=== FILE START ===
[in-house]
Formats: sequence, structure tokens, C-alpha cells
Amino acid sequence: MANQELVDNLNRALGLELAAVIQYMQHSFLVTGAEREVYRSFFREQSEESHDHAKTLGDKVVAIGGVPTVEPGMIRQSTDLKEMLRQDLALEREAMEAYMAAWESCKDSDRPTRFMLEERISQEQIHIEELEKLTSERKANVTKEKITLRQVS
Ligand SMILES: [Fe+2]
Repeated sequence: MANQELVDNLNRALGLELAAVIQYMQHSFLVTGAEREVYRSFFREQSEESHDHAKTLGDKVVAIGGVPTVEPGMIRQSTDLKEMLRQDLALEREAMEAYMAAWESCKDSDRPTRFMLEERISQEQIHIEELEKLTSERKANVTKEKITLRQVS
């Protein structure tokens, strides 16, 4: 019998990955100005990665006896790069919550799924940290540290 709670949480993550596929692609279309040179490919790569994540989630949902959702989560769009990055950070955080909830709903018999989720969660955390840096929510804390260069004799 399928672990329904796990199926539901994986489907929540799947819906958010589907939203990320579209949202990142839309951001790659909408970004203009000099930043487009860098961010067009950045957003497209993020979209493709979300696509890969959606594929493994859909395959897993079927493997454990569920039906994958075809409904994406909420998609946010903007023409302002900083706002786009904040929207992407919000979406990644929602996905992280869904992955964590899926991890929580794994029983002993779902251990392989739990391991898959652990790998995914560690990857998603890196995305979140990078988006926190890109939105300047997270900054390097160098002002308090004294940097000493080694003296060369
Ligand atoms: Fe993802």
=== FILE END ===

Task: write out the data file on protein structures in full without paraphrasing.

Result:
[in-house]
Formats: sequence, structure tokens, C-alpha cells
Amino acid sequence: MANQELVDNLNRALGLELAAVIQYMQHSFLVTGAEREVYRSFFREQSEESHDHAKTLGDKVVAIGGVPTVEPGMIRQSTDLKEMLRQDLALEREAMEAYMAAWESCKDSDRPTRFMLEERISQEQIHIEELEKLTSERKANVTKEKITLRQVS
Ligand SMILES: [Fe+2]
Repeated sequence: MANQELVDNLNRALGLELAAVIQYMQHSFLVTGAEREVYRSFFREQSEESHDHAKTLGDKVVAIGGVPTVEPGMIRQSTDLKEMLRQDLALEREAMEAYMAAWESCKDSDRPTRFMLEERISQEQIHIEELEKLTSERKANVTKEKITLRQVS
């Protein structure tokens, strides 16, 4: 019998990955100005990665006896790069919550799924940290540290 709670949480993550596929692609279309040179490919790569994540989630949902959702989560769009990055950070955080909830709903018999989720969660955390840096929510804390260069004799 399928672990329904796990199926539901994986489907929540799947819906958010589907939203990320579209949202990142839309951001790659909408970004203009000099930043487009860098961010067009950045957003497209993020979209493709979300696509890969959606594929493994859909395959897993079927493997454990569920039906994958075809409904994406909420998609946010903007023409302002900083706002786009904040929207992407919000979406990644929602996905992280869904992955964590899926991890929580794994029983002993779902251990392989739990391991898959652990790998995914560690990857998603890196995305979140990078988006926190890109939105300047997270900054390097160098002002308090004294940097000493080694003296060369
Ligand atoms: Fe993802």